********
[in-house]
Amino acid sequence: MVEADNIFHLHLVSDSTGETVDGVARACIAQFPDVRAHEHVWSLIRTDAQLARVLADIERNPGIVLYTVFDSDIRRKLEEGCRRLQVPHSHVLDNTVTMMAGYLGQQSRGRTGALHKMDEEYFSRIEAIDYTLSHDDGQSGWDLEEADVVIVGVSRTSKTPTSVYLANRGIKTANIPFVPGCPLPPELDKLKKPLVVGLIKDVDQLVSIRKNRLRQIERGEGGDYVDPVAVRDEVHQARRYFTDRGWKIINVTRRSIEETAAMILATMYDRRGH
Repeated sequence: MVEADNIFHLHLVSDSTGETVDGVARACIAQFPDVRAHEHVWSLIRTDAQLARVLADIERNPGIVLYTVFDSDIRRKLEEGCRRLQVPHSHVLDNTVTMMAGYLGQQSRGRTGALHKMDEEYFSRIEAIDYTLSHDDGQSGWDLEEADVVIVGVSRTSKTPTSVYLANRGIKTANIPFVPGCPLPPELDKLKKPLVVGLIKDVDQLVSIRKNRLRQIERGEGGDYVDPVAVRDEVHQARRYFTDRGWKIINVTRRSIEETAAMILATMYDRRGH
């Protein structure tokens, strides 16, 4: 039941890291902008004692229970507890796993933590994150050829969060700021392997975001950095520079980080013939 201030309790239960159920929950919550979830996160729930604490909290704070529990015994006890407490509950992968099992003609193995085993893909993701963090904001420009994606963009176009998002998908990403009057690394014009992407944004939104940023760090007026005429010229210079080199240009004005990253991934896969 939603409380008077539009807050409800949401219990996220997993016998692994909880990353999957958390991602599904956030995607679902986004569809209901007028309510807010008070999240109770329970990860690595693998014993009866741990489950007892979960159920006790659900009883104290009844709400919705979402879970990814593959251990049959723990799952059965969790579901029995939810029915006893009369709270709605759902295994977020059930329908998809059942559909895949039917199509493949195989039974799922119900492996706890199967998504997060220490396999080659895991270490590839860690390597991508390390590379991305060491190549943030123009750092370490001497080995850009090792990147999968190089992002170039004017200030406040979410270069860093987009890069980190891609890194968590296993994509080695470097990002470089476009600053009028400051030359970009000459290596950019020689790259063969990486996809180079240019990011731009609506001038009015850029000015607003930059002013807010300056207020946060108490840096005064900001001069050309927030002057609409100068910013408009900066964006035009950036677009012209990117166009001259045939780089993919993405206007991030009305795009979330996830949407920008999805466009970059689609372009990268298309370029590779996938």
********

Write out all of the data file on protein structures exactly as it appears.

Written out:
[in-house]
Amino acid sequence: MVEADNIFHLHLVSDSTGETVDGVARACIAQFPDVRAHEHVWSLIRTDAQLARVLADIERNPGIVLYTVFDSDIRRKLEEGCRRLQVPHSHVLDNTVTMMAGYLGQQSRGRTGALHKMDEEYFSRIEAIDYTLSHDDGQSGWDLEEADVVIVGVSRTSKTPTSVYLANRGIKTANIPFVPGCPLPPELDKLKKPLVVGLIKDVDQLVSIRKNRLRQIERGEGGDYVDPVAVRDEVHQARRYFTDRGWKIINVTRRSIEETAAMILATMYDRRGH
Repeated sequence: MVEADNIFHLHLVSDSTGETVDGVARACIAQFPDVRAHEHVWSLIRTDAQLARVLADIERNPGIVLYTVFDSDIRRKLEEGCRRLQVPHSHVLDNTVTMMAGYLGQQSRGRTGALHKMDEEYFSRIEAIDYTLSHDDGQSGWDLEEADVVIVGVSRTSKTPTSVYLANRGIKTANIPFVPGCPLPPELDKLKKPLVVGLIKDVDQLVSIRKNRLRQIERGEGGDYVDPVAVRDEVHQARRYFTDRGWKIINVTRRSIEETAAMILATMYDRRGH
């Protein structure tokens, strides 16, 4: 039941890291902008004692229970507890796993933590994150050829969060700021392997975001950095520079980080013939 201030309790239960159920929950919550979830996160729930604490909290704070529990015994006890407490509950992968099992003609193995085993893909993701963090904001420009994606963009176009998002998908990403009057690394014009992407944004939104940023760090007026005429010229210079080199240009004005990253991934896969 939603409380008077539009807050409800949401219990996220997993016998692994909880990353999957958390991602599904956030995607679902986004569809209901007028309510807010008070999240109770329970990860690595693998014993009866741990489950007892979960159920006790659900009883104290009844709400919705979402879970990814593959251990049959723990799952059965969790579901029995939810029915006893009369709270709605759902295994977020059930329908998809059942559909895949039917199509493949195989039974799922119900492996706890199967998504997060220490396999080659895991270490590839860690390597991508390390590379991305060491190549943030123009750092370490001497080995850009090792990147999968190089992002170039004017200030406040979410270069860093987009890069980190891609890194968590296993994509080695470097990002470089476009600053009028400051030359970009000459290596950019020689790259063969990486996809180079240019990011731009609506001038009015850029000015607003930059002013807010300056207020946060108490840096005064900001001069050309927030002057609409100068910013408009900066964006035009950036677009012209990117166009001259045939780089993919993405206007991030009305795009979330996830949407920008999805466009970059689609372009990268298309370029590779996938």